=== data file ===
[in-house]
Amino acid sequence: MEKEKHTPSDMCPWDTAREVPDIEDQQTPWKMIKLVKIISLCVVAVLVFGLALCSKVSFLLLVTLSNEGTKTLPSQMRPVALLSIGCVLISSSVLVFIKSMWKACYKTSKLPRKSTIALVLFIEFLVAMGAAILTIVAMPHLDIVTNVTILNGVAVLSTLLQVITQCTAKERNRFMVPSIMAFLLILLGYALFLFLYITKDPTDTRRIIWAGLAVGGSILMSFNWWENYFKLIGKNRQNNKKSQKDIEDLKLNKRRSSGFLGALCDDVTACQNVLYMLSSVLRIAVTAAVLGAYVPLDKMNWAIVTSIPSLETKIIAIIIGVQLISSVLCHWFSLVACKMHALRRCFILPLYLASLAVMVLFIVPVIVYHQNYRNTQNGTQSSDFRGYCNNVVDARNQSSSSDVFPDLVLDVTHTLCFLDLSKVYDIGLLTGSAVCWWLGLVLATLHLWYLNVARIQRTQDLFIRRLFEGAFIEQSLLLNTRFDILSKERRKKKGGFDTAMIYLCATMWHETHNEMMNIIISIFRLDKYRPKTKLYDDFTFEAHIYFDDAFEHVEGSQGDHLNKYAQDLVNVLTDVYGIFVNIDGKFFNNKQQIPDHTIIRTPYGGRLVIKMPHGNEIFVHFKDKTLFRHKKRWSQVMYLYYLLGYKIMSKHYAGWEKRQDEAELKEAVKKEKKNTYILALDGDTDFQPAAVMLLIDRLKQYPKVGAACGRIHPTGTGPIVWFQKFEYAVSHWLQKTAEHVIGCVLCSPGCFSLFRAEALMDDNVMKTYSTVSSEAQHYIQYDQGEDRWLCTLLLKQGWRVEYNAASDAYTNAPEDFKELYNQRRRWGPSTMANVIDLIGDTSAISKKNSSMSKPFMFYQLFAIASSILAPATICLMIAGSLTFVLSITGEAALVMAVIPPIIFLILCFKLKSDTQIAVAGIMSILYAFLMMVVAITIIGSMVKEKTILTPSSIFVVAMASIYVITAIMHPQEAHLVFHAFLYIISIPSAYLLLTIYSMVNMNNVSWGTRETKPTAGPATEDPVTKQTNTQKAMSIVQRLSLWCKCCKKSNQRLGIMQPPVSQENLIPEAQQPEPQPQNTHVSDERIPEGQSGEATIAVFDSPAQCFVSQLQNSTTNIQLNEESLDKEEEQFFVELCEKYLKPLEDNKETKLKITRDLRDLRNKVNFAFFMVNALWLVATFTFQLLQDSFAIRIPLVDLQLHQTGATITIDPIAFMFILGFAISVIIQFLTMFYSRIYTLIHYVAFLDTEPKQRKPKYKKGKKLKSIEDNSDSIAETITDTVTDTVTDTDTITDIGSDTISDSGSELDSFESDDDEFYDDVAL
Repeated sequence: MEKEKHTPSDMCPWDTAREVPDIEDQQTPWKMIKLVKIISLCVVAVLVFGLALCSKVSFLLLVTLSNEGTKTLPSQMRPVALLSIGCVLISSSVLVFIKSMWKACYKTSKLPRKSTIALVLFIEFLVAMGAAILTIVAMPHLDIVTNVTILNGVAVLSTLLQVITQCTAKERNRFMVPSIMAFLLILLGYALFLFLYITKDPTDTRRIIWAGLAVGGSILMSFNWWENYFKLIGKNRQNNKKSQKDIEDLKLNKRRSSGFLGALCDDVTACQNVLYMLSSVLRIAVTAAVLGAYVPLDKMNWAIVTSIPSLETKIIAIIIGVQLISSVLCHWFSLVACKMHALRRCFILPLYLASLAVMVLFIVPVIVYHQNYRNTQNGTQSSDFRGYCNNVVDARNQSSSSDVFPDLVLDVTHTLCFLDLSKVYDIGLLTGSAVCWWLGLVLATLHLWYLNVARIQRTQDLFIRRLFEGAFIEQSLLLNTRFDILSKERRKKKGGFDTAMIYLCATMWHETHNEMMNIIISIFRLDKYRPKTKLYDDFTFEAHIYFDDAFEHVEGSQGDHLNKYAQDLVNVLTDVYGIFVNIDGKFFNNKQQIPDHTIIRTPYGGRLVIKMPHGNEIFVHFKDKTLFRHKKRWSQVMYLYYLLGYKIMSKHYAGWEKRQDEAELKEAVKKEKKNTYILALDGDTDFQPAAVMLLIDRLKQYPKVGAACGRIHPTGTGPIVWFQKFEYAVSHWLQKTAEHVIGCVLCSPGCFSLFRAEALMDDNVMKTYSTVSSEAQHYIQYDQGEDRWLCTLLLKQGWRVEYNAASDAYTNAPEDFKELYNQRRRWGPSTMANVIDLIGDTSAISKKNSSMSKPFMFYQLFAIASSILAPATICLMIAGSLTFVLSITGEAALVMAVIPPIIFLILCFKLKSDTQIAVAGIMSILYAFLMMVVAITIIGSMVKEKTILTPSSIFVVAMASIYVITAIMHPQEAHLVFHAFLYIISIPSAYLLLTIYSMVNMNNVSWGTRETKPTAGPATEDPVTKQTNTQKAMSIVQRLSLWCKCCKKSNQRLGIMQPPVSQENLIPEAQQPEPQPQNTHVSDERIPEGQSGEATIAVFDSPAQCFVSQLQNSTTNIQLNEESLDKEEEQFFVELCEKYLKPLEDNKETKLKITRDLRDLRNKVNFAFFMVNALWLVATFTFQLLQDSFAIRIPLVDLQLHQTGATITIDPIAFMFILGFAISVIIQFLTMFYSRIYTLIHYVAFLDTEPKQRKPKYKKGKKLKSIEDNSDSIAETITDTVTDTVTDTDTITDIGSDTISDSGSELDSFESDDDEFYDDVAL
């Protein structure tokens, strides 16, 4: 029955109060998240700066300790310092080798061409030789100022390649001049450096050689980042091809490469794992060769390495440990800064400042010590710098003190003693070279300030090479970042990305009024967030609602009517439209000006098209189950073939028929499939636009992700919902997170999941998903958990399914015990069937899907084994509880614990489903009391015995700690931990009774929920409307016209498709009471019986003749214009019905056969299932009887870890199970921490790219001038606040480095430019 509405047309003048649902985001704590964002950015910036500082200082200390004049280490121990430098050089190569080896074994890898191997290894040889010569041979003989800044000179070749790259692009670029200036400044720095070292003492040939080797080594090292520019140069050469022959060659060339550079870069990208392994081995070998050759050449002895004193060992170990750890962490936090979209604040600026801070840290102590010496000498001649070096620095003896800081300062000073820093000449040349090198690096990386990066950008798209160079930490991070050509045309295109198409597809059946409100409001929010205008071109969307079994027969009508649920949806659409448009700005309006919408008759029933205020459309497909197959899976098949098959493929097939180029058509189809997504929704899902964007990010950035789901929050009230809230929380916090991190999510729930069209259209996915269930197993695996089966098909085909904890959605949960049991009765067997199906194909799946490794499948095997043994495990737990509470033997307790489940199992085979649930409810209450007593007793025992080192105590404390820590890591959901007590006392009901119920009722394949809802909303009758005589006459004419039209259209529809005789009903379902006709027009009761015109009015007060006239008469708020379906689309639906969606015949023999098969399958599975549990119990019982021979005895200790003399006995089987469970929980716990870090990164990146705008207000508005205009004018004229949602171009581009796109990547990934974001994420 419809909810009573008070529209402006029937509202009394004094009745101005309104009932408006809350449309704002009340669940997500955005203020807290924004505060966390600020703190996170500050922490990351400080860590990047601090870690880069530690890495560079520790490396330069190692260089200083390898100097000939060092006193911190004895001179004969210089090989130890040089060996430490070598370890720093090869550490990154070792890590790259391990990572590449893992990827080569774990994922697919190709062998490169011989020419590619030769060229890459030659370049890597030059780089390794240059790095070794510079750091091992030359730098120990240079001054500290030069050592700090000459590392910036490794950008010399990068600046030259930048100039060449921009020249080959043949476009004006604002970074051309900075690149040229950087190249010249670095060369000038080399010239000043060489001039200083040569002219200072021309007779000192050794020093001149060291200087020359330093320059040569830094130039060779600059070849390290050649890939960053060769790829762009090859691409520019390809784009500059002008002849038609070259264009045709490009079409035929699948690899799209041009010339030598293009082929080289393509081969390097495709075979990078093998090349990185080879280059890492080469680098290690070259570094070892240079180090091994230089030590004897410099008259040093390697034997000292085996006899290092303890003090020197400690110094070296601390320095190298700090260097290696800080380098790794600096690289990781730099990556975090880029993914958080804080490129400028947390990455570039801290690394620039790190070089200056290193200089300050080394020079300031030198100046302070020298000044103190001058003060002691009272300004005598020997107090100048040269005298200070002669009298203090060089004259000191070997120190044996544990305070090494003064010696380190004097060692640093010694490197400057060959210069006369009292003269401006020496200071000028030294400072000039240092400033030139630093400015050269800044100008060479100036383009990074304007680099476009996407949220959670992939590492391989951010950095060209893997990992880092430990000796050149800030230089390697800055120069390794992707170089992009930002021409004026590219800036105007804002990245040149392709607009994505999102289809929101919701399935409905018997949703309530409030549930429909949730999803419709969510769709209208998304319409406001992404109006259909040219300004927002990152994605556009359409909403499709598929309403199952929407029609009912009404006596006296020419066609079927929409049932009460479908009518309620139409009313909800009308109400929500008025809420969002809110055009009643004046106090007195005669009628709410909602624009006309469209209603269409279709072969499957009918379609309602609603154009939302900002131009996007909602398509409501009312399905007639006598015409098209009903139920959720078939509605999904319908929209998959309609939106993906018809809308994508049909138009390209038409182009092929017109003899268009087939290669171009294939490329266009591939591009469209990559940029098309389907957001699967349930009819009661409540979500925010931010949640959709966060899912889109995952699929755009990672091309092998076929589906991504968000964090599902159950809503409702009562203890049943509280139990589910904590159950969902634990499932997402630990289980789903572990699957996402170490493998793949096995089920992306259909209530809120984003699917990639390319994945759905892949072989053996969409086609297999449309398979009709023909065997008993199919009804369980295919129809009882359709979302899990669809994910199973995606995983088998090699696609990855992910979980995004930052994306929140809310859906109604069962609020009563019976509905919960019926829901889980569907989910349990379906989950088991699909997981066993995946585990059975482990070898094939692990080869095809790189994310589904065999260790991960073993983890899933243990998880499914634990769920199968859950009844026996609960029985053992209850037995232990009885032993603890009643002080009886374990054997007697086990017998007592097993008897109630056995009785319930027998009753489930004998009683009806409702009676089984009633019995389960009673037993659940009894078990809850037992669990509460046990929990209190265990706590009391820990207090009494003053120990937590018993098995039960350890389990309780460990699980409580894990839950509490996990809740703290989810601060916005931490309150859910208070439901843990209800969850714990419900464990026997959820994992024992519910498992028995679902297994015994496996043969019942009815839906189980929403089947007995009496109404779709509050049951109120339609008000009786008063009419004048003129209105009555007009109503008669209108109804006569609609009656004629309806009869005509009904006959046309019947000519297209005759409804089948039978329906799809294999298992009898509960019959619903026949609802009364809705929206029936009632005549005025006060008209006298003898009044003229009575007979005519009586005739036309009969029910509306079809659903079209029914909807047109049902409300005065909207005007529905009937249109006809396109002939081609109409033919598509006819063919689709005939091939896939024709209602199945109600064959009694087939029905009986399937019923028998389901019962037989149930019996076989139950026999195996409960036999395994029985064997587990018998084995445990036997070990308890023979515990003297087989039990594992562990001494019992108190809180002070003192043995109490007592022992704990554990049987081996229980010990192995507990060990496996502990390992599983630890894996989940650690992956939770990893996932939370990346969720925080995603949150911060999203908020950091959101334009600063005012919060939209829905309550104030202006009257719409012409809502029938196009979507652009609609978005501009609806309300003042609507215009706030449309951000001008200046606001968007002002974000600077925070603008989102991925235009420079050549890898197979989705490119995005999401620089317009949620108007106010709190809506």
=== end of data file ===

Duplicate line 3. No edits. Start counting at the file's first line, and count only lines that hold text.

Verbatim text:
Repeated sequence: MEKEKHTPSDMCPWDTAREVPDIEDQQTPWKMIKLVKIISLCVVAVLVFGLALCSKVSFLLLVTLSNEGTKTLPSQMRPVALLSIGCVLISSSVLVFIKSMWKACYKTSKLPRKSTIALVLFIEFLVAMGAAILTIVAMPHLDIVTNVTILNGVAVLSTLLQVITQCTAKERNRFMVPSIMAFLLILLGYALFLFLYITKDPTDTRRIIWAGLAVGGSILMSFNWWENYFKLIGKNRQNNKKSQKDIEDLKLNKRRSSGFLGALCDDVTACQNVLYMLSSVLRIAVTAAVLGAYVPLDKMNWAIVTSIPSLETKIIAIIIGVQLISSVLCHWFSLVACKMHALRRCFILPLYLASLAVMVLFIVPVIVYHQNYRNTQNGTQSSDFRGYCNNVVDARNQSSSSDVFPDLVLDVTHTLCFLDLSKVYDIGLLTGSAVCWWLGLVLATLHLWYLNVARIQRTQDLFIRRLFEGAFIEQSLLLNTRFDILSKERRKKKGGFDTAMIYLCATMWHETHNEMMNIIISIFRLDKYRPKTKLYDDFTFEAHIYFDDAFEHVEGSQGDHLNKYAQDLVNVLTDVYGIFVNIDGKFFNNKQQIPDHTIIRTPYGGRLVIKMPHGNEIFVHFKDKTLFRHKKRWSQVMYLYYLLGYKIMSKHYAGWEKRQDEAELKEAVKKEKKNTYILALDGDTDFQPAAVMLLIDRLKQYPKVGAACGRIHPTGTGPIVWFQKFEYAVSHWLQKTAEHVIGCVLCSPGCFSLFRAEALMDDNVMKTYSTVSSEAQHYIQYDQGEDRWLCTLLLKQGWRVEYNAASDAYTNAPEDFKELYNQRRRWGPSTMANVIDLIGDTSAISKKNSSMSKPFMFYQLFAIASSILAPATICLMIAGSLTFVLSITGEAALVMAVIPPIIFLILCFKLKSDTQIAVAGIMSILYAFLMMVVAITIIGSMVKEKTILTPSSIFVVAMASIYVITAIMHPQEAHLVFHAFLYIISIPSAYLLLTIYSMVNMNNVSWGTRETKPTAGPATEDPVTKQTNTQKAMSIVQRLSLWCKCCKKSNQRLGIMQPPVSQENLIPEAQQPEPQPQNTHVSDERIPEGQSGEATIAVFDSPAQCFVSQLQNSTTNIQLNEESLDKEEEQFFVELCEKYLKPLEDNKETKLKITRDLRDLRNKVNFAFFMVNALWLVATFTFQLLQDSFAIRIPLVDLQLHQTGATITIDPIAFMFILGFAISVIIQFLTMFYSRIYTLIHYVAFLDTEPKQRKPKYKKGKKLKSIEDNSDSIAETITDTVTDTVTDTDTITDIGSDTISDSGSELDSFESDDDEFYDDVAL